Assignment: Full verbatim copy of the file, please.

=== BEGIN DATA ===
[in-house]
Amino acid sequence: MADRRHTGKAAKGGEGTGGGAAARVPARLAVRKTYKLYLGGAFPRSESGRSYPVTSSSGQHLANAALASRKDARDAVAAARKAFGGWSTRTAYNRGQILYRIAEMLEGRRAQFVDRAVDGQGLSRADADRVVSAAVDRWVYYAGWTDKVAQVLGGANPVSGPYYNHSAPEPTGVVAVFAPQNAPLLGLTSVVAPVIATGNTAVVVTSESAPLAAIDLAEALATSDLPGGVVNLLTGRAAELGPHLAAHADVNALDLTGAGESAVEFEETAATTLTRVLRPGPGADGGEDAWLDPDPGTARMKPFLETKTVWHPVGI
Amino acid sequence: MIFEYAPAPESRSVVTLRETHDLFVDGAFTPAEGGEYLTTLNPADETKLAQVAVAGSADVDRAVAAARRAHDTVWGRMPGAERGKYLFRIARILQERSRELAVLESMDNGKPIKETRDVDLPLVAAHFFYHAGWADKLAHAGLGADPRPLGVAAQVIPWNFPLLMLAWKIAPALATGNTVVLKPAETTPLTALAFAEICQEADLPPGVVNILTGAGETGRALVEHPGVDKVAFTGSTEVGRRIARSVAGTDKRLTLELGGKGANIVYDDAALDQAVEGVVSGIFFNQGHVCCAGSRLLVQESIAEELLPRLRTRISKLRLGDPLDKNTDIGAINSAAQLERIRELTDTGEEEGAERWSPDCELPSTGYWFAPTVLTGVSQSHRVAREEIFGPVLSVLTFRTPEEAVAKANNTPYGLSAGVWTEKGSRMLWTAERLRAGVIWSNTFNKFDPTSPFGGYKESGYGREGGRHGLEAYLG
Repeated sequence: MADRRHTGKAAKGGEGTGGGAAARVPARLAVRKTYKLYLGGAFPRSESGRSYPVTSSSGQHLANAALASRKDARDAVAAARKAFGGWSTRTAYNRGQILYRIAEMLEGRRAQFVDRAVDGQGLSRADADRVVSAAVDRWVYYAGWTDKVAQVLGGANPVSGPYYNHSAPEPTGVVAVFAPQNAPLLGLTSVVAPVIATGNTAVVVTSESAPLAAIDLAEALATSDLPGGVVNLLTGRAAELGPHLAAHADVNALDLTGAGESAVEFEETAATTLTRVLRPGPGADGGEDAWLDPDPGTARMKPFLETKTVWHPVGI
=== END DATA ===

[in-house]
Amino acid sequence: MADRRHTGKAAKGGEGTGGGAAARVPARLAVRKTYKLYLGGAFPRSESGRSYPVTSSSGQHLANAALASRKDARDAVAAARKAFGGWSTRTAYNRGQILYRIAEMLEGRRAQFVDRAVDGQGLSRADADRVVSAAVDRWVYYAGWTDKVAQVLGGANPVSGPYYNHSAPEPTGVVAVFAPQNAPLLGLTSVVAPVIATGNTAVVVTSESAPLAAIDLAEALATSDLPGGVVNLLTGRAAELGPHLAAHADVNALDLTGAGESAVEFEETAATTLTRVLRPGPGADGGEDAWLDPDPGTARMKPFLETKTVWHPVGI
Amino acid sequence: MIFEYAPAPESRSVVTLRETHDLFVDGAFTPAEGGEYLTTLNPADETKLAQVAVAGSADVDRAVAAARRAHDTVWGRMPGAERGKYLFRIARILQERSRELAVLESMDNGKPIKETRDVDLPLVAAHFFYHAGWADKLAHAGLGADPRPLGVAAQVIPWNFPLLMLAWKIAPALATGNTVVLKPAETTPLTALAFAEICQEADLPPGVVNILTGAGETGRALVEHPGVDKVAFTGSTEVGRRIARSVAGTDKRLTLELGGKGANIVYDDAALDQAVEGVVSGIFFNQGHVCCAGSRLLVQESIAEELLPRLRTRISKLRLGDPLDKNTDIGAINSAAQLERIRELTDTGEEEGAERWSPDCELPSTGYWFAPTVLTGVSQSHRVAREEIFGPVLSVLTFRTPEEAVAKANNTPYGLSAGVWTEKGSRMLWTAERLRAGVIWSNTFNKFDPTSPFGGYKESGYGREGGRHGLEAYLG
Repeated sequence: MADRRHTGKAAKGGEGTGGGAAARVPARLAVRKTYKLYLGGAFPRSESGRSYPVTSSSGQHLANAALASRKDARDAVAAARKAFGGWSTRTAYNRGQILYRIAEMLEGRRAQFVDRAVDGQGLSRADADRVVSAAVDRWVYYAGWTDKVAQVLGGANPVSGPYYNHSAPEPTGVVAVFAPQNAPLLGLTSVVAPVIATGNTAVVVTSESAPLAAIDLAEALATSDLPGGVVNLLTGRAAELGPHLAAHADVNALDLTGAGESAVEFEETAATTLTRVLRPGPGADGGEDAWLDPDPGTARMKPFLETKTVWHPVGI